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20130113
20130121
Search Results 0 to 9 of about 10 (some duplicates have been removed)
taken a step back on this debt ceiling standoff. should it be raised. this is how "the new york times" described it over the weekend. i'll put it up on the screen and have you react to it. backing down from the hardline stance, house republicans said friday they would agree to lift the federal government's statuary borrowing limit for three months with a requirement that both chambers of the congress pass a budget in that time to clear the way for negotiations on long-term deficit reduction to add muscle to the efforts to bring democrats to the table, they would include a provision in the debt ceiling legislation saying that lawmakers will not be paid if they do not pass a budget blueprint. was it right to step back from challenging the president over raising the debt ceiling? >> well, i think the house proposal is a step in the right direction. no doubt the senate hasn't done it's job. it's been nearly four years since it's passed a budget. the senate should pass a budget. but it doesn't go nearly far enough. we have a crisis. i just got back last week from afghanistan. and i had mul
ceiling, the house gop considering on raising the debt limit. we'll bring you more details and the senate judiciary committee, patrick leahy announced he'll be taking up issues of gun violence and immigration in the new term. republicans and democrats recently announced senate committee assignments and we'll talk about that as well. this afternoon the president kicked off the national day of service volunteering at a school here in the d.c. area. tomorrow he will take the oath of office in a private ceremony at noon. nbc's kristen welker is at the white house. nbc news senior political editor mark murray standing by with new insight from the new nbc news wall street journal poll. let me start with you. for folks who may not get this, a lot of folks wondering why is the president -- he's going to be sworn in on sunday and sworn in again on monday. what's the deal? >> reporter: well, craig, the reason is that the constitution states that the president has to be sworn in before noon on january 20th. january 20th falls on a sunday this year. it's the seventh time that happened in the nation's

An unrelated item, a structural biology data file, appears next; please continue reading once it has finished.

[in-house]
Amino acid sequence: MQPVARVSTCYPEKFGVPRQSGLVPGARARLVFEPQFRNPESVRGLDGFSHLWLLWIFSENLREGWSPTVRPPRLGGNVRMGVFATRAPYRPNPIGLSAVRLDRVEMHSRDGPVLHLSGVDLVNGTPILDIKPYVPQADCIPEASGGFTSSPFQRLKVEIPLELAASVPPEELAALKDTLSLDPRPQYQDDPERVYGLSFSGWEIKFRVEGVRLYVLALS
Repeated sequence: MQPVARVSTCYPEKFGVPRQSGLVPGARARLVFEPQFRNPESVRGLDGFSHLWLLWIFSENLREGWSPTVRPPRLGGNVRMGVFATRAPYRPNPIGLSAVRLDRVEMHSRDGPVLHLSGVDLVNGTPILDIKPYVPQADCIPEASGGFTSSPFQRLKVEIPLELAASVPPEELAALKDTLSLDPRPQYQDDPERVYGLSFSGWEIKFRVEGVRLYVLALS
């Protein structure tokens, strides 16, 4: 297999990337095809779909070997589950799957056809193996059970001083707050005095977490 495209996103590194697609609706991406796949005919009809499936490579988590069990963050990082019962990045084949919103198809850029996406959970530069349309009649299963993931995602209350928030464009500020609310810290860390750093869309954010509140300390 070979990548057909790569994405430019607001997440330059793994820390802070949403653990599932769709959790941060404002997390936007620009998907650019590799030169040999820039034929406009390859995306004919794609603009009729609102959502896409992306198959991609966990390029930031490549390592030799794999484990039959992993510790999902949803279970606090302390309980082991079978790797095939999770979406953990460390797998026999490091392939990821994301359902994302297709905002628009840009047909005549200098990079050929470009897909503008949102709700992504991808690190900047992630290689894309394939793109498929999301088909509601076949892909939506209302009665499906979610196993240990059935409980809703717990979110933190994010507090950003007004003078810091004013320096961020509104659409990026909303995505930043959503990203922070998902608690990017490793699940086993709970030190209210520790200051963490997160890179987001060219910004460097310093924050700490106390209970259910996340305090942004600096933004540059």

ceiling on this debt ceiling front, which would be good. they are going to keep us going every three months. we never get around to talking about the larger economic question. >> i don't want to have that conversation in the context of the three-month debt ceiling deals. if we are going talk entitlements, is there room to push on the entitlements and suggest a larger social safety net, things like providing opportunities for poor children beginning to close the wealth gap is a priority. >> raise the health care law. i think it's very important to remember that law isn't fully operational, yet. there is -- yes, exactly. there's an enormous amount of work to do. there's a lot of resistance in the states. that's going to be a struggle. >> one piece of that is in 1997 we did a balanced budget deal. one thing that happened when that period of republicans and democrats came together was step back and as part of consolidating the budget, they shift resources. that was the deal. it was a deficit reduction deal. one thing it created was a children's health program. it's functioning today. it